Since Germany is a smaller country, the possibility of having a single national meeting is more possible. Although distant, even the furthest members can reach the meeting in one day's drive. Most of them bring their birds. It's really a lot of fun. The club is growing fast. So fast, that the seminar was at capacity and required simultaneous presentations to fit everyone.
The German approach to parrot keeping is somewhat different than what is typical in the United States. First of all, the parrot industry is much younger than in the US. Therefore finding parrots and good supplies is more difficult. The typical age of a pet parrot seems to be much younger as well. I can't be sure if this is only relevant to members of the club or of the situation nationwide. But, I can tell you that meeting so many parrot owners in the US, it would be inevitable to come across more older birds.
Wing clipping is illegal in Germany like some other European countries. Every parrot you come across is fully feathered. However, just because parrots are fully feathered does not mean they are fully flighted. Because some parrot owners are incapable of keeping flighted birds in their home, the birds end up cage bound and flightless just the same. So although it may appear that banning clipping might solve things, in reality it just changes the mechanism by which parrots are kept flightless. Educating parrot owners and ensuring that people buying birds realize the consequences of a flighted animal are the better solution to simply passing laws.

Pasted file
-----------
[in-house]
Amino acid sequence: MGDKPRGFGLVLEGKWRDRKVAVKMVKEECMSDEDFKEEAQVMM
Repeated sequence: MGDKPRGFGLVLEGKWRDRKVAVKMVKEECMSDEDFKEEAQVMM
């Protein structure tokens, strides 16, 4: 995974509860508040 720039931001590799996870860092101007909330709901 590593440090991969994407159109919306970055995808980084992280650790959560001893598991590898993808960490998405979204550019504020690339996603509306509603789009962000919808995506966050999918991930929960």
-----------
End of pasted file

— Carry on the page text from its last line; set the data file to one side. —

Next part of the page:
It seems like everything about parrot keeping is regulated in Germany. There are rules and laws about all sorts of aspects. Some of the laws are logical but many are not. They are clearly created by bureaucrats and not by people who are accustomed to living with pet parrots. The German Flight Club on the other hand is using education as a tool for teaching owners to take better care of their pets. Senior members serve as a model for newer members and provide help.